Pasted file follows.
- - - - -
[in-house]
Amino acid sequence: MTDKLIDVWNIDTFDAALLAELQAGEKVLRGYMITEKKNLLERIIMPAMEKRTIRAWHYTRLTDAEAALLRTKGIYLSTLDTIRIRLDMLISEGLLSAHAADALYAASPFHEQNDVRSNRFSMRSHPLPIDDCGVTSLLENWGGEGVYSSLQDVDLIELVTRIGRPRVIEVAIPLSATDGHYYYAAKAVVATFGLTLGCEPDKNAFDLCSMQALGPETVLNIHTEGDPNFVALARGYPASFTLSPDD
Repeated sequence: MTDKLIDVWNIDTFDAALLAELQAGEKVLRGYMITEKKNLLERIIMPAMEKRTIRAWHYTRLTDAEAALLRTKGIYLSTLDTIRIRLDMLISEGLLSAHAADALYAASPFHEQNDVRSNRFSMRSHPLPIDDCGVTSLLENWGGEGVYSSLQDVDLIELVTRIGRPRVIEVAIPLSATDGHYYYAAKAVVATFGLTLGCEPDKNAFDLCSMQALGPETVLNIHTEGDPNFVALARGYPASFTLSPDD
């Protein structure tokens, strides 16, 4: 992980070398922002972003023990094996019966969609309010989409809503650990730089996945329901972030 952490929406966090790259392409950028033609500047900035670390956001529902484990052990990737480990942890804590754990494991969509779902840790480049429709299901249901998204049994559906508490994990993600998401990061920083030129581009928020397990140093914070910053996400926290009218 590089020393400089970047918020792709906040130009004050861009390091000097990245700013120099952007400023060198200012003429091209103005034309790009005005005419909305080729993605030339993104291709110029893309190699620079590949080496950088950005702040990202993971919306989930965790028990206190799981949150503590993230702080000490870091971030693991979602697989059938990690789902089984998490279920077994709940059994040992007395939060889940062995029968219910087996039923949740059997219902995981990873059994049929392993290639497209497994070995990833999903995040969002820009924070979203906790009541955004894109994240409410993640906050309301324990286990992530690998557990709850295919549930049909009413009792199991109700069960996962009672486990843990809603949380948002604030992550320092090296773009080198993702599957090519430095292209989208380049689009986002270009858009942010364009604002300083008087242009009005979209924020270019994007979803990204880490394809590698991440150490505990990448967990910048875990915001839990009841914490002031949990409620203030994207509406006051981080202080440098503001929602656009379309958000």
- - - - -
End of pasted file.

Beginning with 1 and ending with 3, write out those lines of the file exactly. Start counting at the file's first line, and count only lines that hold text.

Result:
[in-house]
Amino acid sequence: MTDKLIDVWNIDTFDAALLAELQAGEKVLRGYMITEKKNLLERIIMPAMEKRTIRAWHYTRLTDAEAALLRTKGIYLSTLDTIRIRLDMLISEGLLSAHAADALYAASPFHEQNDVRSNRFSMRSHPLPIDDCGVTSLLENWGGEGVYSSLQDVDLIELVTRIGRPRVIEVAIPLSATDGHYYYAAKAVVATFGLTLGCEPDKNAFDLCSMQALGPETVLNIHTEGDPNFVALARGYPASFTLSPDD
Repeated sequence: MTDKLIDVWNIDTFDAALLAELQAGEKVLRGYMITEKKNLLERIIMPAMEKRTIRAWHYTRLTDAEAALLRTKGIYLSTLDTIRIRLDMLISEGLLSAHAADALYAASPFHEQNDVRSNRFSMRSHPLPIDDCGVTSLLENWGGEGVYSSLQDVDLIELVTRIGRPRVIEVAIPLSATDGHYYYAAKAVVATFGLTLGCEPDKNAFDLCSMQALGPETVLNIHTEGDPNFVALARGYPASFTLSPDD